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Exp Clin Psychopharmacol. 2009 Aug;17(4):226-36. doi: 10.1037/a0016597.

Buprenorphine medication versus voucher contingencies in promoting abstinence from opioids and cocaine.

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  • 1Department of Psychiatry, VA Boston Healthcare System, USA.

Abstract

During a 12-week intervention, opioid dependent participants (N = 120) maintained on thrice-a-week (M, W, F) buprenorphine plus therapist and computer-based counseling were randomized to receive: (a) medication contingencies (MC = thrice weekly dosing schedule vs. daily attendance and single-day 50% dose reduction imposed upon submission of an opioid and/or cocaine positive urine sample); (b) voucher contingency (VC = escalating schedule for opioid and/or cocaine negative samples with reset for drug-positive samples); or (c) standard care (SC), with no programmed consequences for urinalysis results. VC resulted in better 12-week retention (85%) compared to MC (58%; p = 0.009), but neither differed from SC (76% retained). After adjusting for baseline differences in employment, and compared to SC, the MC group achieved 1.5 more continuous weeks of combined opioid/cocaine abstinence (p = 0.030), while the VC group had 2 more total weeks of abstinence (p = 0.048). Drug use results suggest that both the interventions were efficacious, with effects primarily in opioid rather than cocaine test results. Findings should be interpreted in light of the greater attrition associated with medication-based contingencies versus the greater monetary costs of voucher-based contingencies.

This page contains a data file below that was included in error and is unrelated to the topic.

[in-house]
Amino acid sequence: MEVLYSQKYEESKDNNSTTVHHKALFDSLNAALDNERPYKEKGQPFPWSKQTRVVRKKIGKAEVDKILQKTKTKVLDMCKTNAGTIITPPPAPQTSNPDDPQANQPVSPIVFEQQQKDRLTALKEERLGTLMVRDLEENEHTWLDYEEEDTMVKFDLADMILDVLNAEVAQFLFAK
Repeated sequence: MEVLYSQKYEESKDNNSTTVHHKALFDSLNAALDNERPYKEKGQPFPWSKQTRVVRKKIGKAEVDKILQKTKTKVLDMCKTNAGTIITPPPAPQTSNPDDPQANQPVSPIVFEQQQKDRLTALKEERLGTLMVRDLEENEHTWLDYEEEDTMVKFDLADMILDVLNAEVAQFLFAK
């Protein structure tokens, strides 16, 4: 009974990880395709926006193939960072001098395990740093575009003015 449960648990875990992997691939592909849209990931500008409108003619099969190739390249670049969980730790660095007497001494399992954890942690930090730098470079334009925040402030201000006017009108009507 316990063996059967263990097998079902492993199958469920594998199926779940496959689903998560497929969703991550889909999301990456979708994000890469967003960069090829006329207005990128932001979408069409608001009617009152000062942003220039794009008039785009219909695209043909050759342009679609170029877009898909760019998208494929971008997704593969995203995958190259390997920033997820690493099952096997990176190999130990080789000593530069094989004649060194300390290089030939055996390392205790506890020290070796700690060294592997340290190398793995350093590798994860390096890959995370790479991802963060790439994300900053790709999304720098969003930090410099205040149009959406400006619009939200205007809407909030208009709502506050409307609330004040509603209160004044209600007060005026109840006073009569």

2009 APA, all rights reserved.

PMID:
19653788
[PubMed - indexed for MEDLINE]
PMCID:
PMC2852314
Free PMC Article
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